N,N-Dimethyltryptamine (DMT) is a naturally occurring psychedelic compound of the tryptamine family. Its presence is widespread throughout the plant kingdom. DMT occurs in trace amounts in mammals, including humans, where it may putatively function as a trace amine neurotransmitter. It is originally derived from the essential amino acid tryptophan and ultimately produced by the enzyme INMT during normal metabolism. The significance of its widespread natural presence remains undetermined. Structurally, DMT is analogous to the neurotransmitter serotonin (5-HT), the hormone melatonin, and other psychedelic tryptamines, such as 5-MeO-DMT, bufotenin, and psilocin (the active metabolite of psilocybin).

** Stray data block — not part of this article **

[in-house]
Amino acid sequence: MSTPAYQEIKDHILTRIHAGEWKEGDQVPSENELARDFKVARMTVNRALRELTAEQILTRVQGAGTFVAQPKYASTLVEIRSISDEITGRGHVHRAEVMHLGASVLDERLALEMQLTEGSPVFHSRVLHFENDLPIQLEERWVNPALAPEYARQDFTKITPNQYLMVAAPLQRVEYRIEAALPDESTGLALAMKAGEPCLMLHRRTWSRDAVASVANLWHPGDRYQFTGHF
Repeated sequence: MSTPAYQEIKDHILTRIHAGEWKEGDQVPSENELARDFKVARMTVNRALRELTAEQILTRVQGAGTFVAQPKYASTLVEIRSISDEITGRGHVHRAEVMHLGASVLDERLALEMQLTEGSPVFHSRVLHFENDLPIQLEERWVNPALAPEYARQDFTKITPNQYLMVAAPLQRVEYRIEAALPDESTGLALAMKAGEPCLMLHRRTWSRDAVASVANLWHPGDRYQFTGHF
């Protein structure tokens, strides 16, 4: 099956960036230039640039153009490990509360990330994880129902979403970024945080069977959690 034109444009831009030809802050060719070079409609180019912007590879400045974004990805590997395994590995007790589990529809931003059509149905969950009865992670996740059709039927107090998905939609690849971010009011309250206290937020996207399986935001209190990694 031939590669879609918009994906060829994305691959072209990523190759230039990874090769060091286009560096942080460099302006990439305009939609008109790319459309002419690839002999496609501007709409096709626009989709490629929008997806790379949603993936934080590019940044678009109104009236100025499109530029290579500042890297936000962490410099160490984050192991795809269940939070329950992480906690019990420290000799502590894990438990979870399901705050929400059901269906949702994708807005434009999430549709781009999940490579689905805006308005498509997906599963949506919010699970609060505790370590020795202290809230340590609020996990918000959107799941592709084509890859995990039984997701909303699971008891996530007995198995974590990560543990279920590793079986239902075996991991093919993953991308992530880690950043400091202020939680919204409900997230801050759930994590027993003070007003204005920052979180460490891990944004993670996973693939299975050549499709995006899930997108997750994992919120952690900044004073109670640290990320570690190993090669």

When ingested, DMT acts as a psychedelic drug. Depending on the dose and method of administration, its subjective effects can range from short-lived milder psychedelic states to powerful immersive experiences; these are often described as a total loss of connection to conventional reality with the encounter of ineffable alien realms. Indigenous Amazonian Amerindian cultures consume DMT as the primary psychoactive in ayahuasca, a shamanistic brew employed for divinatory and healing purposes. Pharmacologically, ayahuasca combines DMT with an MAOI, an enzyme inhibitor that allows DMT to be orally active.
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